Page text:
M Database Inspector (cheetah)
Not logged in. Login

Export to Excel select * from noSoul where title = 'The Guitar - The Visual System' order by ordinal ( Row)
Tue, Jul 03 2007 1001 The Guitar - The Visual System Playing guitar with two hands on the neck is difficult at first
for one primary reason:
You can not watch both hands when you play.
First, you train the muscle memory of one hand to do the right thing.
Until you can close your eyes,
without too much degradation of performance quality.
Then you start slowly with the other hand, watching it.

I abandoned picking several months after starting
with the guitar, mostly because I found that by using
the left hand only, I can skip the learning curve of both
my right hand and two hand coordination,
and so learn faster.

Stanley Jordan
Stanley Jordan

Being that I knew close to nothing at the time,
it was important to advance as quickly as possible
so that I can produce sounds I would enjoy,
or else, I might stop playing altogether.

Nowadays, it is easier for me to learn new things
with my eyes closed.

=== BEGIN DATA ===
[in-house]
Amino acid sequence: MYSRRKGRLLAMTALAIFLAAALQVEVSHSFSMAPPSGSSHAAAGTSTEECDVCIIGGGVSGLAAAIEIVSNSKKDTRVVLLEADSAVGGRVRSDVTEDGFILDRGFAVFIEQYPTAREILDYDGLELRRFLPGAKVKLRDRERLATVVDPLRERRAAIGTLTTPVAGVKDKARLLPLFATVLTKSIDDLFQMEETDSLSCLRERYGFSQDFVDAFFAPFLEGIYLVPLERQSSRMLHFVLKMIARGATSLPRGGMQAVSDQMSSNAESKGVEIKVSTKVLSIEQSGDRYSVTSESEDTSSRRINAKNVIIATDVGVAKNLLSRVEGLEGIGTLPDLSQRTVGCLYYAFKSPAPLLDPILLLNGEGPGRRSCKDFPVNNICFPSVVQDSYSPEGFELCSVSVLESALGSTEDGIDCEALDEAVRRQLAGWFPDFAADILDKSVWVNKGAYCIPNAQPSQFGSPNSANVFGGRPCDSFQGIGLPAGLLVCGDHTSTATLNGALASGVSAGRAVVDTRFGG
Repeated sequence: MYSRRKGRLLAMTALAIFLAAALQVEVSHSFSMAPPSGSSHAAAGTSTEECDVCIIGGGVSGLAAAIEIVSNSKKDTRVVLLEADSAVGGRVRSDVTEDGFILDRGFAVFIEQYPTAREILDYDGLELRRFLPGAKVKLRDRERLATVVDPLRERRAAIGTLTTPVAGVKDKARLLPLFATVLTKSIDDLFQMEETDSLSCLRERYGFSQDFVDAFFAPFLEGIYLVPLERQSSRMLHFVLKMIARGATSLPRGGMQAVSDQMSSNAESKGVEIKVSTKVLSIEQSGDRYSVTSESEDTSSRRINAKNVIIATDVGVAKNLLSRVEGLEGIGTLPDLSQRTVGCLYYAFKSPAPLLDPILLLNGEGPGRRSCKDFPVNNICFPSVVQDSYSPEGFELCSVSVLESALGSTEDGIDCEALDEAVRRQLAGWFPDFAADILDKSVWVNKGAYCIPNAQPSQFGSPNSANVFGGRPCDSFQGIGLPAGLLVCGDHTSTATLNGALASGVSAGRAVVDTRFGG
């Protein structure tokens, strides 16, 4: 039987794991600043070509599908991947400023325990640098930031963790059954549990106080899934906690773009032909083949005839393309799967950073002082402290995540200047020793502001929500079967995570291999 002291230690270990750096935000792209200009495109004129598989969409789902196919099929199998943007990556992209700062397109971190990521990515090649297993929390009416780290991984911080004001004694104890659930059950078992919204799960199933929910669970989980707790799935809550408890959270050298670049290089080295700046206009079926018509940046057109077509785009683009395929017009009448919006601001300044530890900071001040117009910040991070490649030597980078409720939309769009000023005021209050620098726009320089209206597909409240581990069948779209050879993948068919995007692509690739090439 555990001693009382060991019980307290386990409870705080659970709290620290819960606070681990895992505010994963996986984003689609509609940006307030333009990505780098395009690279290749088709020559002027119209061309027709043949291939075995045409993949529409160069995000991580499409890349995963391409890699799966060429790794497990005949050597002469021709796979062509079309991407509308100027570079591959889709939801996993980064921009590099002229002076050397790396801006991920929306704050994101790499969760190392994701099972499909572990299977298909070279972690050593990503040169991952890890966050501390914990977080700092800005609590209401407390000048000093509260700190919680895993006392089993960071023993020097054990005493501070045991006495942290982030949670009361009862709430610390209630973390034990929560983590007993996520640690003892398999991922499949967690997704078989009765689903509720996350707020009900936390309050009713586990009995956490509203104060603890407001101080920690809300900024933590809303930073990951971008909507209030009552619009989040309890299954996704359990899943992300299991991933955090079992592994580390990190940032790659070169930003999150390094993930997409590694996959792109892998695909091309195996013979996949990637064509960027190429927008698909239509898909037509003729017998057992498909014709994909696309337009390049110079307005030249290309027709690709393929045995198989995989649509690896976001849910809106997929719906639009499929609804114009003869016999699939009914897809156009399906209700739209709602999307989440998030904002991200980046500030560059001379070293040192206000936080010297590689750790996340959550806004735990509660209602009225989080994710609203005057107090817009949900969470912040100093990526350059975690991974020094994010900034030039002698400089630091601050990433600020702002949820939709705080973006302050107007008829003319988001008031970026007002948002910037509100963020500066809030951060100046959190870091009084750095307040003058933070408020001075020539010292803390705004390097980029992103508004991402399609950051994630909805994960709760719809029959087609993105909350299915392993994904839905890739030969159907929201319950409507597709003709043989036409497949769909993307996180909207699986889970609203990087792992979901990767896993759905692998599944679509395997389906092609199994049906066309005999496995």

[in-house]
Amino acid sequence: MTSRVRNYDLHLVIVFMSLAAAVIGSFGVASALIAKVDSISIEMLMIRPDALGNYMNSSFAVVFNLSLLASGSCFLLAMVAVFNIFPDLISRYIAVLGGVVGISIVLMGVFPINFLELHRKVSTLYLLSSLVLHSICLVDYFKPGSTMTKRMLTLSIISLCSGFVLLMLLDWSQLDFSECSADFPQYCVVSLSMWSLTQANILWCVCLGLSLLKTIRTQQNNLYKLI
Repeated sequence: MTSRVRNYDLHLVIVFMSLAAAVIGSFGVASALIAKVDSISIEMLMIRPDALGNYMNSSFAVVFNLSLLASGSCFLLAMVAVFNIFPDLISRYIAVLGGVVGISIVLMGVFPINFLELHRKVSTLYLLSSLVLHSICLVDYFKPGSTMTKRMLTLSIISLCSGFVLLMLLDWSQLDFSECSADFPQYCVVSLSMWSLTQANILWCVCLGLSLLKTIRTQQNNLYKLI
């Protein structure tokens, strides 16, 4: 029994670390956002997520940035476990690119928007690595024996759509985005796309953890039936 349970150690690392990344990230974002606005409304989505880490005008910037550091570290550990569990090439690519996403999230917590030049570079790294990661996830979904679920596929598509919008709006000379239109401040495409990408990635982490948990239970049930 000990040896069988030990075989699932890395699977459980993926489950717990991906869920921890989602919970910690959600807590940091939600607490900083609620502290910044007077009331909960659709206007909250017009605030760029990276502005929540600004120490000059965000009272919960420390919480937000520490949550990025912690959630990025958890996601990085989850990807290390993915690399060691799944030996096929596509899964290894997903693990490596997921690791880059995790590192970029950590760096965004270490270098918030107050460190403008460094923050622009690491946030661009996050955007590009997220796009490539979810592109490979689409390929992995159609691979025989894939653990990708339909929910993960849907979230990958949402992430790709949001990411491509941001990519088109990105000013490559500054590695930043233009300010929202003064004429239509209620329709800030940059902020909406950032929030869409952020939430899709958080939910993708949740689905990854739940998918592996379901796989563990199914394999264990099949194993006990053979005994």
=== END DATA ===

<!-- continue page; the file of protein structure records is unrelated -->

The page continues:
First I memories the visual of how things look on the neck,
then I start with my eyes open.
After a short while, my learning curve will be higher
if I continue with my eyes closed.

It is interesting to to note in this respect,
that I believe strictly from my conscious
thought processes during,
that in such a state most of the brain is engaged
with the visual system, thereby exerting more effort
in a system that is of very high quality, as compared
for example to the hearing system,
as well is it may be tune for music, a relatively recent
evolutionary addition to the mammalian brain.
Full Size

I can tell from experience that while this happens,
I envision two independent pictures of the two hands.
So different are they from the actual two hands on the neck
of the guitar, that if I open my eyes I will immediately
mess up, just for the confusion between the images
I was playing according to, and the true image
I now see:
The hands used to be laid out at about 90 degrees
off each other, and now they seem to stretch straight
along the single guitar neck, at an obvious angle of
exactly 180 degrees.